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HOME arrow Mac Rebennack (Mini-MP3-Player v2.2 (c) Ute Jacobi - unregistered version - Only Free for NonCommercial Website)

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Mike Shepherd presents Mac Rebennack at the Monteleone Hotel in New Orleans, December 29, 2007

 

Right Place, Wrong Time doesn’t quite do justice to the career of Malcolm John Rebennack, Jr., judging from his impressive

list of credits.  Rebennack, better known as Dr. John, has moved into his role as ex officio ambassador of goodwill for

New Orleans music with grace and style.

 

Born on November 21, 1940, he spent many hours as a kid hanging around Cosimo Matassa’s studio, where New Orleans

musicians recorded their national hits.  His patience paid off when he was called to sit in on sessions, playing guitar for

Professor Longhair, Frankie Ford, and Joe Tex alongside renowned sidemen Red Tyler, Lee Allen and Earl Palmer. 

The session work evolved into one-nighters all over Louisiana, Arkansas, Oklahoma, Texas, and the Gulf coast. 

At one of those gigs in Jacksonville, Florida, a fight broke out and Rebennack tried to intervene.  A gun was fired and

Rebennack got a mangled left index finger for his trouble, ending his career on the guitar but ushering in a new career as

a pianist and organist with the help of James Booker.

 

In the early ‘60s, newly-elected district attorney Jim Garrison, who owed his election in part to the support of New Orleans

club owners, stuck a dagger in the heart of local tourism when he began a shutting downs clubs for gambling, prostitution,

and anything else he considered morally corrupt.  Suddenly, the New Orleans nightlife began to be eerily reminiscent

of the famed Bossier City Strip that had been shut down in north Louisiana.

 

With gigs drying up all over town in the wake of the crackdown, musicians began a mass exodus to more attractive

venues, spurred on in part by the devastation inflicted on New Orleans by 1965’s Hurricane Betsy.  Rebennack, like the

others, decided to seek his fortunes in Los Angeles by way of Fort Worth, where he first underwent drug rehab. 

In California, he teamed up with an old New Orleans friend, Harold Battiste who was working as a producer for Sonny & Cher. 

Battiste hired Rebennack for road work with the duo.  He also got Rebennack work in Los Angeles, where he soon became

a first-call session player for several prominent producers, including Leon Russell and Phil Spector.  Battiste also encouraged

him to develop his Dr. John character and it was Sonny & Cher who gave him free studio time at the end of their own sessions

that allowed him to record tracks that eventually become his critically acclaimed Gris-Gris album for Atco Records.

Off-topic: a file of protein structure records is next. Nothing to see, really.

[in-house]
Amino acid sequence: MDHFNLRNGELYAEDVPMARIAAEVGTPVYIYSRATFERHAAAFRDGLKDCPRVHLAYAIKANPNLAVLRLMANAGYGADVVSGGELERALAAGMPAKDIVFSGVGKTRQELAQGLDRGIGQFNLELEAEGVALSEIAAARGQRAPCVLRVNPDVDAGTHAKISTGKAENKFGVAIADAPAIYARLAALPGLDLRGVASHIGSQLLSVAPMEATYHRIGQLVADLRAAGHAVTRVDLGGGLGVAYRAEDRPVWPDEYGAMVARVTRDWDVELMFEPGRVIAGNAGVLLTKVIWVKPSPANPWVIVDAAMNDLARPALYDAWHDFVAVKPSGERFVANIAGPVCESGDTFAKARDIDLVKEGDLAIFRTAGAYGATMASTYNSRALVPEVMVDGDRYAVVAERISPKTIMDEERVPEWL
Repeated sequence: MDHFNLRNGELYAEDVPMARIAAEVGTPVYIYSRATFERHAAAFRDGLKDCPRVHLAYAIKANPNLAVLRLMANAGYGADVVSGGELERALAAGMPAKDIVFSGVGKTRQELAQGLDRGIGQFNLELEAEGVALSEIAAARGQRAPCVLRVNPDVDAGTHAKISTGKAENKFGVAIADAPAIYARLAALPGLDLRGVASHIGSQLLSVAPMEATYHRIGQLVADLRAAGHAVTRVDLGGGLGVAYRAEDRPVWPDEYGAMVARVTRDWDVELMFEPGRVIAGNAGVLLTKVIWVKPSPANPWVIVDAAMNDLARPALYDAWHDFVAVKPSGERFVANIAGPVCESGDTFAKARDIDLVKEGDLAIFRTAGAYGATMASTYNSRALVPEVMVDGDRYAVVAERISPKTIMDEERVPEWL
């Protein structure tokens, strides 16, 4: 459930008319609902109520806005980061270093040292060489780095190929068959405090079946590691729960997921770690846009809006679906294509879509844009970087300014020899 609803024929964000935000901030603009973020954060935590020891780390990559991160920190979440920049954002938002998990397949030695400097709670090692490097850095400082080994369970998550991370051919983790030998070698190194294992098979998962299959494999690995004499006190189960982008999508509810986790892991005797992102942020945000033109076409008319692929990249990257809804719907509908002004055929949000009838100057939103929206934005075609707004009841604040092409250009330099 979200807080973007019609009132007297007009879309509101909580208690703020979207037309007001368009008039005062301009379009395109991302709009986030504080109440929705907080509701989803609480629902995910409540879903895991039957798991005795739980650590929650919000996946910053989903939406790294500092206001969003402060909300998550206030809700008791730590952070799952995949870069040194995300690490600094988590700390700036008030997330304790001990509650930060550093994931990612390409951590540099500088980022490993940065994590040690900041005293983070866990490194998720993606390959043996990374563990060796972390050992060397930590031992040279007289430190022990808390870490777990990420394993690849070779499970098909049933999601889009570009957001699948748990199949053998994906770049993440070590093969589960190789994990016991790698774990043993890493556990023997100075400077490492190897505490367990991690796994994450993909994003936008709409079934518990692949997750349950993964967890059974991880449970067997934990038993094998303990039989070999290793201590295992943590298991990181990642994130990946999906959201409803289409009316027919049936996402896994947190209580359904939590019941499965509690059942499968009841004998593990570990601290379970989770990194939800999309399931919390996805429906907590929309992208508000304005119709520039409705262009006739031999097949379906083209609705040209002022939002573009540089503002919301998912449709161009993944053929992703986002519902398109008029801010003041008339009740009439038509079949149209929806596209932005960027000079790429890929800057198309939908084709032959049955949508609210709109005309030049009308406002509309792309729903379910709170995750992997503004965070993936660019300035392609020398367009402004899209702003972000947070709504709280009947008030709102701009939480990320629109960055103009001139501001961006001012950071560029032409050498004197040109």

Word about Dr. John’s unique style spread and soon he was being sought out to work with Eric Clapton, Mick Jagger,

The Band, and Bob Dylan.  The rest of his curriculum vitae included work as a keyboardist, vocalist, or multi-instrumentalist

from 1968-1999 for Canned Heat, B.B. King, Allen Toussaint, the Rolling Stones, the Sir Douglas Quintet, Bill Wyman,

Ringo Starr, Carly Simon, Harry Nilsson, Van Morrison, Joe Cocker, Hoyt Axton, Bob Seger & the Silver Bullet Band,

Emmylou Harris, Leon Redbone, Johnny Winter, The Neville Brothers, and the Edgar Winter Band.

 

As a demonstration of his versatility, Dr. John won Grammy awards for Best Jazz Vocal Performance (1989), for Best

Traditional Blues Album (1992), for Best Rock Instrumental Performance – a collaboration with B.B. King, Bonnie Raitt,

Eric Clapton, and others (1996), and for Best Pop Collaboration With Vocals – with B.B. King for Is You Is, Or Is You

Ain’t My Baby (2000).  He also wrote and performed the score for the 1982 Nick Nolte movie Cannery Row.  Dr. John

is best known, however, for his June 1973 hit Right Place, Wrong Time, named by the Rock & Roll Hall of Fame as one of

500 Songs that Shaped Rock & Roll.  The song reached number nine on the Billboard Hot 100 and number 19 on the R&B

charts, was backed by the Meters, and produced by New Orleans’ Allen Toussaint at his Sea-Saint studio.  It was included,

along with Fats Domino’s White Christmas, in the soundtrack of the 2000 John Travolta movie Lucky Numbers.  In

October of 1973 he reached number 43 with Such a Night.

 

He remains active and is considered an icon among New Orleans musicians.

 

On December 28, 2007, at the Monteleone Hotel in New Orleans, Mac Rebennack was inducted into The Louisiana Music Hall Of Fame. 

 

To learn and experience more, please visit Mac Rebennack's Inductees (Photo & Memorabalia) Gallery and his 

Inductees Video Gallery under "GALLERIES MUSIQUE" on this site. 

 

*Bio courtesy of Tom Aswell - Author of "Louisiana Rocks - The True Genesis OF Rock And Roll"

 More info on Mac Rebennack/Dr. John  is available at www.drjohn.org.

Be sure to visit  Mac Rebennack/Dr. John's Video Gallery and Inductee's Photo & memorabalia Gallery under "GALLERIES MUSIQUE" on this site.

 
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